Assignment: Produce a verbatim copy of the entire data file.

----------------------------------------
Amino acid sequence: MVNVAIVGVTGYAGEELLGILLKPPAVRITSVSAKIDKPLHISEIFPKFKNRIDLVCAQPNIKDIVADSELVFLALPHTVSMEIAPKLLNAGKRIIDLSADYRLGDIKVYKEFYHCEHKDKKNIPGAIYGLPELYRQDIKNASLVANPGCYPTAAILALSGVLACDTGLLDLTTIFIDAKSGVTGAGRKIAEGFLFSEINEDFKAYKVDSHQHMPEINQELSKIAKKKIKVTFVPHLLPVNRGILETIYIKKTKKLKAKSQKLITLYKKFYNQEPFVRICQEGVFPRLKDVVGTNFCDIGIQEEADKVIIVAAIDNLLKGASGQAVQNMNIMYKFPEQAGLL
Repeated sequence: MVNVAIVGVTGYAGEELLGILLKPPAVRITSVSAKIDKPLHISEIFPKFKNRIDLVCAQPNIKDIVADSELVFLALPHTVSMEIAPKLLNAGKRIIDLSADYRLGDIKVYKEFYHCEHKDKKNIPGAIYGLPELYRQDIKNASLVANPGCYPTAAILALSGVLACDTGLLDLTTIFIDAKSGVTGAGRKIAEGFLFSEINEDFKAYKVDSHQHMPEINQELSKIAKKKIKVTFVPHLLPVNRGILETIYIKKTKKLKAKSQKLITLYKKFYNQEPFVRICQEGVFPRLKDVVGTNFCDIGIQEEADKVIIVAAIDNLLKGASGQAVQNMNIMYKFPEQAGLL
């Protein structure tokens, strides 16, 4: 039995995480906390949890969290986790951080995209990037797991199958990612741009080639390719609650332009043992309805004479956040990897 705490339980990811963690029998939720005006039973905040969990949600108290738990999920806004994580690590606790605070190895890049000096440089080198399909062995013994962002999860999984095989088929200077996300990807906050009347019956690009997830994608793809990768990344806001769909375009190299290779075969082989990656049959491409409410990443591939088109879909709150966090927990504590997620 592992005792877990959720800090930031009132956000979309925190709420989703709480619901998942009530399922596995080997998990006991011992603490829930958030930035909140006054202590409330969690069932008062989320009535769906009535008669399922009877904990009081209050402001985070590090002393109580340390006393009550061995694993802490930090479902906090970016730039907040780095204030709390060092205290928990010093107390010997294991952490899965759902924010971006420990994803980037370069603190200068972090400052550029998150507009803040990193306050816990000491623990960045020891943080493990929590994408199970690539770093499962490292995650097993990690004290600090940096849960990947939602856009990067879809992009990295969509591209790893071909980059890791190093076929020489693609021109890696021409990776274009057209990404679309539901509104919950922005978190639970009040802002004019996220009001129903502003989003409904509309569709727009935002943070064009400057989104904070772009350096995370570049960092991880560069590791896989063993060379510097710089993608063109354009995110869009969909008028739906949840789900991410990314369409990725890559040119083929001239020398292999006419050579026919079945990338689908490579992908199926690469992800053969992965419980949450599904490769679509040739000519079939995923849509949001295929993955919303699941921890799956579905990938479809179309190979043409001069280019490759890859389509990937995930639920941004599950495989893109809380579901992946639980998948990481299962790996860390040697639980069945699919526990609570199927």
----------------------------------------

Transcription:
Amino acid sequence: MVNVAIVGVTGYAGEELLGILLKPPAVRITSVSAKIDKPLHISEIFPKFKNRIDLVCAQPNIKDIVADSELVFLALPHTVSMEIAPKLLNAGKRIIDLSADYRLGDIKVYKEFYHCEHKDKKNIPGAIYGLPELYRQDIKNASLVANPGCYPTAAILALSGVLACDTGLLDLTTIFIDAKSGVTGAGRKIAEGFLFSEINEDFKAYKVDSHQHMPEINQELSKIAKKKIKVTFVPHLLPVNRGILETIYIKKTKKLKAKSQKLITLYKKFYNQEPFVRICQEGVFPRLKDVVGTNFCDIGIQEEADKVIIVAAIDNLLKGASGQAVQNMNIMYKFPEQAGLL
Repeated sequence: MVNVAIVGVTGYAGEELLGILLKPPAVRITSVSAKIDKPLHISEIFPKFKNRIDLVCAQPNIKDIVADSELVFLALPHTVSMEIAPKLLNAGKRIIDLSADYRLGDIKVYKEFYHCEHKDKKNIPGAIYGLPELYRQDIKNASLVANPGCYPTAAILALSGVLACDTGLLDLTTIFIDAKSGVTGAGRKIAEGFLFSEINEDFKAYKVDSHQHMPEINQELSKIAKKKIKVTFVPHLLPVNRGILETIYIKKTKKLKAKSQKLITLYKKFYNQEPFVRICQEGVFPRLKDVVGTNFCDIGIQEEADKVIIVAAIDNLLKGASGQAVQNMNIMYKFPEQAGLL
């Protein structure tokens, strides 16, 4: 039995995480906390949890969290986790951080995209990037797991199958990612741009080639390719609650332009043992309805004479956040990897 705490339980990811963690029998939720005006039973905040969990949600108290738990999920806004994580690590606790605070190895890049000096440089080198399909062995013994962002999860999984095989088929200077996300990807906050009347019956690009997830994608793809990768990344806001769909375009190299290779075969082989990656049959491409409410990443591939088109879909709150966090927990504590997620 592992005792877990959720800090930031009132956000979309925190709420989703709480619901998942009530399922596995080997998990006991011992603490829930958030930035909140006054202590409330969690069932008062989320009535769906009535008669399922009877904990009081209050402001985070590090002393109580340390006393009550061995694993802490930090479902906090970016730039907040780095204030709390060092205290928990010093107390010997294991952490899965759902924010971006420990994803980037370069603190200068972090400052550029998150507009803040990193306050816990000491623990960045020891943080493990929590994408199970690539770093499962490292995650097993990690004290600090940096849960990947939602856009990067879809992009990295969509591209790893071909980059890791190093076929020489693609021109890696021409990776274009057209990404679309539901509104919950922005978190639970009040802002004019996220009001129903502003989003409904509309569709727009935002943070064009400057989104904070772009350096995370570049960092991880560069590791896989063993060379510097710089993608063109354009995110869009969909008028739906949840789900991410990314369409990725890559040119083929001239020398292999006419050579026919079945990338689908490579992908199926690469992800053969992965419980949450599904490769679509040739000519079939995923849509949001295929993955919303699941921890799956579905990938479809179309190979043409001069280019490759890859389509990937995930639920941004599950495989893109809380579901992946639980998948990481299962790996860390040697639980069945699919526990609570199927």